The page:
The Surf/Fashion/Cafe Crossover Was Born In New York City
Culture Shifters: How Saturdays NYC became the archetype for your favorite cappuccino and chill stores.
Outside storefronts and apartments, high rises loom above the incessant horns, dark alleyways, pizzerias, transients, bicycles and stoops. In mid-summer the smell of asphalt, tar, and trash bags littering the sidewalks burn the senses.
It’s fast, loose and loud.
It’s scaffolding, streetwear and art – an unlikely place to possess a most loyal, underground surf culture.
It’s New York City.
We arrived in the dead heat. The air was thick with humidity that stuck to our upper lips. We lugged camera bags around the Lower East Side, through a gap between discount electronic stores, pawn shops and 99 cent pizza slices.
“Let’s meet for dinner at the Flower Shop,” Morgan Collett, co-founder of Saturdays NYC and subject of the mini-documentary that lies above suggested.
“Sounds good,” we replied.
Filmmaker Mike Pagan and I had spent a little time in New York. Just enough to know that the Lower East Side is not Brooklyn and Brooklyn is not Manhattan but not enough to be certain of whether or not the Lower East Side is a part of Manhattan. It is.
We were filming for our newest edition of "Culture Shifters" (a Stab x House Beer production) – where we take people who surf moderately, or exceptionally, well and divulge into the parts of their lives that have disrupted the status quo.
Saturdays NYC is the store that nearly every mid-high fashion brand/cafe/outdoor work and hang space attempts to emulate. What started on maxed out credits cards, holding two-three part-time jobs and life savings is now the archetype for the ever-so-prevalent fashion/surf/coffee niche.
Their product is high quality. They produce a magazine sans advertisement that highlights their friends and people around the city that are breaking ground with photography, art and creativity. The vibe is comfortable. It’s an escape from the hustle of the city grounded by the roots of Newport Beach.
We entered the Flower Shop a few minutes before Morgan. He showed up in a black collar and spectacles. After being greeted by the chef, the hosts, the bartenders and waitresses, it became clear, this is his joint. We spent the evening indulging in cocktails, oysters, and various gifts from the chef.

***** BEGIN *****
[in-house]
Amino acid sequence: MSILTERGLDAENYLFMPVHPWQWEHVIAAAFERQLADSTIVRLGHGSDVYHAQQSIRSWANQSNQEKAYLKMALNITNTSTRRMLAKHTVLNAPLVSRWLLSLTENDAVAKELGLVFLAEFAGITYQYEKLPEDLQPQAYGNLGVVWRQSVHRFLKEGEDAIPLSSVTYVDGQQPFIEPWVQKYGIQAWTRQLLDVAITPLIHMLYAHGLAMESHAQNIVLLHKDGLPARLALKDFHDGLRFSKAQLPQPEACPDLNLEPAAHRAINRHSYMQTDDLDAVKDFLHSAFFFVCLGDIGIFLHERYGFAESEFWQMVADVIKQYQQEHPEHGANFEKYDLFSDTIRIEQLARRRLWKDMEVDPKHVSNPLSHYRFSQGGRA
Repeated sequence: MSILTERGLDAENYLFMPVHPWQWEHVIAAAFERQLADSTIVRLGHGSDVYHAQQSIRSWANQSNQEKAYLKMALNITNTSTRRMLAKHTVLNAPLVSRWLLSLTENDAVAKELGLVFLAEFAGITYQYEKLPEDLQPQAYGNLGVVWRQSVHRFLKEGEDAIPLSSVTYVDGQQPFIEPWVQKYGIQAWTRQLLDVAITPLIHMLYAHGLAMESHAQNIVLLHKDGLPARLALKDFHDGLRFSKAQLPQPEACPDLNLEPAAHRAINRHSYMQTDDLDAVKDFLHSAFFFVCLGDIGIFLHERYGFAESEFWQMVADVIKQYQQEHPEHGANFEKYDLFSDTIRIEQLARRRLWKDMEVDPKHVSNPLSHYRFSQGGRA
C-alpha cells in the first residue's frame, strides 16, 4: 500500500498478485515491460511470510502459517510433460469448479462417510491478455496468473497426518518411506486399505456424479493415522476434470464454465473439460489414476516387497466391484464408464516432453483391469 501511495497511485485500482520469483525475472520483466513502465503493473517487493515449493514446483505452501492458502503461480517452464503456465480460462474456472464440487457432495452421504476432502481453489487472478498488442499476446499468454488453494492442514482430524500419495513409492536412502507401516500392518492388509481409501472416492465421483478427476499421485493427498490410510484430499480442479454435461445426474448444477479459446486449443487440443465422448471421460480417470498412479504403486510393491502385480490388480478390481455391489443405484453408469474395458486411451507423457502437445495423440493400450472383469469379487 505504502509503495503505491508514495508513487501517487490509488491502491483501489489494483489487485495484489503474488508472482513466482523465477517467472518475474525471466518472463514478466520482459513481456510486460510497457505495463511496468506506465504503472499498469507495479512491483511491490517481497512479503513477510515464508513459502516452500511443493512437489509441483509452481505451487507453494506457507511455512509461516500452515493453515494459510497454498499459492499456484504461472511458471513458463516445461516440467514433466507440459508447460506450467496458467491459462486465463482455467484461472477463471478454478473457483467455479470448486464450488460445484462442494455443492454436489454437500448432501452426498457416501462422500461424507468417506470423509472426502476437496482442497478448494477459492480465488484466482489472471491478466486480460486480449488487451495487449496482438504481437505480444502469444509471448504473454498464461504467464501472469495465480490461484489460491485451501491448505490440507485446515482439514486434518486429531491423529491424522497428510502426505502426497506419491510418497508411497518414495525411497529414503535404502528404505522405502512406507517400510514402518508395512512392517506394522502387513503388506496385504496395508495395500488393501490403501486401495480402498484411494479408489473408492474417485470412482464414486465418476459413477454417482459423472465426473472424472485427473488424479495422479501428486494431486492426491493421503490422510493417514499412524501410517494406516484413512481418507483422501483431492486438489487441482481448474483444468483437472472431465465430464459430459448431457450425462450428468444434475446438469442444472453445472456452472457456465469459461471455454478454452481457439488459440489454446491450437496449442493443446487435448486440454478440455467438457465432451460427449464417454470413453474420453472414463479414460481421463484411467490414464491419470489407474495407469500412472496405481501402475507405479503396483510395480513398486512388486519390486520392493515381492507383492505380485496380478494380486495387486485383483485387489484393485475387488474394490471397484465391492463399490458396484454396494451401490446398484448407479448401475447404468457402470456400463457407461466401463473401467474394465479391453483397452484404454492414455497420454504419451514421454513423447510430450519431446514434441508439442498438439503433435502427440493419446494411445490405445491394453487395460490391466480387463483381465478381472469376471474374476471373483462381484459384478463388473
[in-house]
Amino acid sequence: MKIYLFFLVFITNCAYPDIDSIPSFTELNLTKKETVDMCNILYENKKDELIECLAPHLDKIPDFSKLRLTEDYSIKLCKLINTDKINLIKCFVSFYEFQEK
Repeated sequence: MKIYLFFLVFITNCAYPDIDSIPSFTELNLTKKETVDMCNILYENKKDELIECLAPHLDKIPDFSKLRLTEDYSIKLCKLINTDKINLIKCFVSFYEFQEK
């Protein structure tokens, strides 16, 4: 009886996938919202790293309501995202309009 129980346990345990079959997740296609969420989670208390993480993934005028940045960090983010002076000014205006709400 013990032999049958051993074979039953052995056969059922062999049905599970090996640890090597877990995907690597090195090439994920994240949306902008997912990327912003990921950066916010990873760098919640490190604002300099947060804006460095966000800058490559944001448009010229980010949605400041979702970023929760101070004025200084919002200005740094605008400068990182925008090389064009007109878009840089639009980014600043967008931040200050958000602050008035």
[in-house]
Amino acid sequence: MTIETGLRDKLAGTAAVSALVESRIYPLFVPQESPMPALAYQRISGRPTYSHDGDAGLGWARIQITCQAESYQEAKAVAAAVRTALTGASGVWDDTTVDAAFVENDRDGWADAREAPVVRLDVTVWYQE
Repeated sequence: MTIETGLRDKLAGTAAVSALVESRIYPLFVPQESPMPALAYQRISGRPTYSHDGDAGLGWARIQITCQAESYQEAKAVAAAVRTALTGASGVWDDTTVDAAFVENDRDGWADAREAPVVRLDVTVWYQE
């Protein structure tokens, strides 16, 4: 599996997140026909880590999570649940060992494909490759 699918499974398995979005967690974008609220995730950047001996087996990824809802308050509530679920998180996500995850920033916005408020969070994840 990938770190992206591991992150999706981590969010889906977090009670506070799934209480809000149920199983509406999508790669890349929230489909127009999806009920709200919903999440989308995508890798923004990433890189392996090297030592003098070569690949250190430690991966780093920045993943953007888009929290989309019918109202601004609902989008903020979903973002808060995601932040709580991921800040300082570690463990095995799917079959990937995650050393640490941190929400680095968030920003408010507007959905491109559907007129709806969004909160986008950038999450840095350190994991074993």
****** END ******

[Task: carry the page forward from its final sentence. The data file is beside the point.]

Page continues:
We spoke of the past, present and future of Saturdays. We spoke of personal lives, of parenthood, of taking risks and doing what it takes to succeed. We spoke of the dark and light times. We mapped out the storyline for this episode. We sliced some of the NSFW stories from the end result and left them in a bottle of whiskey.
The next day we toured the shop, the office, and took a four hour long, bumper to bumper drive to Montauk. Living in LA we’re accustomed to traffic, but this was grueling. We pulled up to a home a block from the beach. A deer scurried behind the house. It was a part of New York we’d never seen. An area with long stretches of sand, windmills, and lush nature – an absolute juxtaposition to the concrete oasis of the city. Outside the home, an electric blue swimming pool was built into the wood deck. It was large enough to swim laps. On the deck sat two beautiful blonde women. They wore wide brim hats. They drank champagne from stems. They invited us in and offered a glass of wine.
The home was art and architecture. High ceilings, woods beams, a slant roof; the couch the wrapped the entirety of the living room. A six-foot framed shot of a topless women puffing on a joint dressed the wall beside the fireplace. I'd never seen a home so effortlessly beautiful.
I sipped my glass in awe and envy and thought, “Now, this is living.”